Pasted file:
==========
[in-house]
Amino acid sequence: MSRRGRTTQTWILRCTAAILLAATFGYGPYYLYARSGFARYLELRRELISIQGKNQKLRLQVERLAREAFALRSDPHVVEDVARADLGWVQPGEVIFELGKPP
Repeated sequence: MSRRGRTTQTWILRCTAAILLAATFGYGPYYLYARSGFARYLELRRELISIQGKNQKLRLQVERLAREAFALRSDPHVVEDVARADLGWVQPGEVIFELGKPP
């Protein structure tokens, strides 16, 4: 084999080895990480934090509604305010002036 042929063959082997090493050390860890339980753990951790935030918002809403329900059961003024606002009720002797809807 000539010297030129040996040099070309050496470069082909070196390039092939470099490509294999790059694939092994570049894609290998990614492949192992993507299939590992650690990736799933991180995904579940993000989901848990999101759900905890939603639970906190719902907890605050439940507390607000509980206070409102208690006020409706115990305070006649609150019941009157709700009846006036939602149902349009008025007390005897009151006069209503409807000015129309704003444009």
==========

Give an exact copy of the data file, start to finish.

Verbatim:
[in-house]
Amino acid sequence: MSRRGRTTQTWILRCTAAILLAATFGYGPYYLYARSGFARYLELRRELISIQGKNQKLRLQVERLAREAFALRSDPHVVEDVARADLGWVQPGEVIFELGKPP
Repeated sequence: MSRRGRTTQTWILRCTAAILLAATFGYGPYYLYARSGFARYLELRRELISIQGKNQKLRLQVERLAREAFALRSDPHVVEDVARADLGWVQPGEVIFELGKPP
């Protein structure tokens, strides 16, 4: 084999080895990480934090509604305010002036 042929063959082997090493050390860890339980753990951790935030918002809403329900059961003024606002009720002797809807 000539010297030129040996040099070309050496470069082909070196390039092939470099490509294999790059694939092994570049894609290998990614492949192992993507299939590992650690990736799933991180995904579940993000989901848990999101759900905890939603639970906190719902907890605050439940507390607000509980206070409102208690006020409706115990305070006649609150019941009157709700009846006036939602149902349009008025007390005897009151006069209503409807000015129309704003444009």